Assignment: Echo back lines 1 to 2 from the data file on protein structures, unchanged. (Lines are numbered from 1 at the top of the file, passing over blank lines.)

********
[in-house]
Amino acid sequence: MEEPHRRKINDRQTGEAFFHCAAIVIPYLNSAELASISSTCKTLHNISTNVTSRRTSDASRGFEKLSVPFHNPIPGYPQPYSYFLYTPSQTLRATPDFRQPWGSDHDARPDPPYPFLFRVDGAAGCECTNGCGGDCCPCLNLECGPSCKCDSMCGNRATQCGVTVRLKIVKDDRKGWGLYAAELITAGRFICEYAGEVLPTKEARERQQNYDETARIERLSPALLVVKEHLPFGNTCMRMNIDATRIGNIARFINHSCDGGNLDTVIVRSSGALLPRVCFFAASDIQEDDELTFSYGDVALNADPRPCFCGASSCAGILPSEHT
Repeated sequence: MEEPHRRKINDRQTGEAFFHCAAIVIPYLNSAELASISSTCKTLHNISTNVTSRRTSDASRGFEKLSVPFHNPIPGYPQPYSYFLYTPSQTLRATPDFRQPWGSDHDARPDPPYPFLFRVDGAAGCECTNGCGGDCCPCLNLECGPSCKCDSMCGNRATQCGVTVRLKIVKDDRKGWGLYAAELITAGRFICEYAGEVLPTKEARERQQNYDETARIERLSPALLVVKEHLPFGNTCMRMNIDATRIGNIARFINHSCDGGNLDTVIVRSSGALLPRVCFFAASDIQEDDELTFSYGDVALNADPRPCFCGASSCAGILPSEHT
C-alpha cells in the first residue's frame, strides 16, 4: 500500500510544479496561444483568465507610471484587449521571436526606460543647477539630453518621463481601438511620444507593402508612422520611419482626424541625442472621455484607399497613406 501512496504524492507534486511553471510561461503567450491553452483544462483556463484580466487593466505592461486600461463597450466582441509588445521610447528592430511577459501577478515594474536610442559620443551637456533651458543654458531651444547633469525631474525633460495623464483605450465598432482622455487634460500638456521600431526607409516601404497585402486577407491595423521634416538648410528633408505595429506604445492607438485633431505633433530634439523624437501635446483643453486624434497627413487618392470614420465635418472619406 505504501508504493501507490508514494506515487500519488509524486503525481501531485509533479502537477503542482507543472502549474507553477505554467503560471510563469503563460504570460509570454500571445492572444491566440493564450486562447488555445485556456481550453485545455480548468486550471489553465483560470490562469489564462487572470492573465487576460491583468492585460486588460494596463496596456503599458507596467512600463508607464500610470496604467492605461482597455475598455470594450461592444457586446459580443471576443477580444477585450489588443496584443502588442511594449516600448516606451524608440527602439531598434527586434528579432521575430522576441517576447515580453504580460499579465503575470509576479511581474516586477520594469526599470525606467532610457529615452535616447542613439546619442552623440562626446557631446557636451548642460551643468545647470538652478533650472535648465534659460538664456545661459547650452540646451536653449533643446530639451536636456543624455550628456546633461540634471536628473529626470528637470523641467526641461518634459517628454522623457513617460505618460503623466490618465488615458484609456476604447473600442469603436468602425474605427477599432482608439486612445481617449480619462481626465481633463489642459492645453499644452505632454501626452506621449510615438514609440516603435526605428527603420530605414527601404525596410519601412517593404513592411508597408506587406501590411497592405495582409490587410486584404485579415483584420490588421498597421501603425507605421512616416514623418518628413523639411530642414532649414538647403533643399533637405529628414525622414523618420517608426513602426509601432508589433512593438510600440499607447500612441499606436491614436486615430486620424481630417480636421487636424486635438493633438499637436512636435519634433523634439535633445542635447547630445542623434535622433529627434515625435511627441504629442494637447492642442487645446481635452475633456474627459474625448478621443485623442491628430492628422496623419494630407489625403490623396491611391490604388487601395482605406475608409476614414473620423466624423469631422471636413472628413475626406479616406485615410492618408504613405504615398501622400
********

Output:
[in-house]
Amino acid sequence: MEEPHRRKINDRQTGEAFFHCAAIVIPYLNSAELASISSTCKTLHNISTNVTSRRTSDASRGFEKLSVPFHNPIPGYPQPYSYFLYTPSQTLRATPDFRQPWGSDHDARPDPPYPFLFRVDGAAGCECTNGCGGDCCPCLNLECGPSCKCDSMCGNRATQCGVTVRLKIVKDDRKGWGLYAAELITAGRFICEYAGEVLPTKEARERQQNYDETARIERLSPALLVVKEHLPFGNTCMRMNIDATRIGNIARFINHSCDGGNLDTVIVRSSGALLPRVCFFAASDIQEDDELTFSYGDVALNADPRPCFCGASSCAGILPSEHT